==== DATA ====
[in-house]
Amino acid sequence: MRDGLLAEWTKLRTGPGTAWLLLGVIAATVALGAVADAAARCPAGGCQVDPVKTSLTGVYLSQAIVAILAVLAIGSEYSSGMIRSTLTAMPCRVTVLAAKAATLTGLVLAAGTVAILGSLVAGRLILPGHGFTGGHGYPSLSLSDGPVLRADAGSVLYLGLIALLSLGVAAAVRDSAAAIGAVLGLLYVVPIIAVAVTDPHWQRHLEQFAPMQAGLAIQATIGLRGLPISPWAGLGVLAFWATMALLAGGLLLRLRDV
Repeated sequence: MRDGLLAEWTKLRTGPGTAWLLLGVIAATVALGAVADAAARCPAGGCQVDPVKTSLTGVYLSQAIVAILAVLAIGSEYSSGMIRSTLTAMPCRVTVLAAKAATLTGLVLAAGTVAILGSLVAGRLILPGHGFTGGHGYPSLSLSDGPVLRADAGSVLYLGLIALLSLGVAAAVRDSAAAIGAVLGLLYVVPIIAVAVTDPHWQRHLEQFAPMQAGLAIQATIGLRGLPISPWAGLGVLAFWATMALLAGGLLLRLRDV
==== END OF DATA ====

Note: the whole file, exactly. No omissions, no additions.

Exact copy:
[in-house]
Amino acid sequence: MRDGLLAEWTKLRTGPGTAWLLLGVIAATVALGAVADAAARCPAGGCQVDPVKTSLTGVYLSQAIVAILAVLAIGSEYSSGMIRSTLTAMPCRVTVLAAKAATLTGLVLAAGTVAILGSLVAGRLILPGHGFTGGHGYPSLSLSDGPVLRADAGSVLYLGLIALLSLGVAAAVRDSAAAIGAVLGLLYVVPIIAVAVTDPHWQRHLEQFAPMQAGLAIQATIGLRGLPISPWAGLGVLAFWATMALLAGGLLLRLRDV
Repeated sequence: MRDGLLAEWTKLRTGPGTAWLLLGVIAATVALGAVADAAARCPAGGCQVDPVKTSLTGVYLSQAIVAILAVLAIGSEYSSGMIRSTLTAMPCRVTVLAAKAATLTGLVLAAGTVAILGSLVAGRLILPGHGFTGGHGYPSLSLSDGPVLRADAGSVLYLGLIALLSLGVAAAVRDSAAAIGAVLGLLYVVPIIAVAVTDPHWQRHLEQFAPMQAGLAIQATIGLRGLPISPWAGLGVLAFWATMALLAGGLLLRLRDV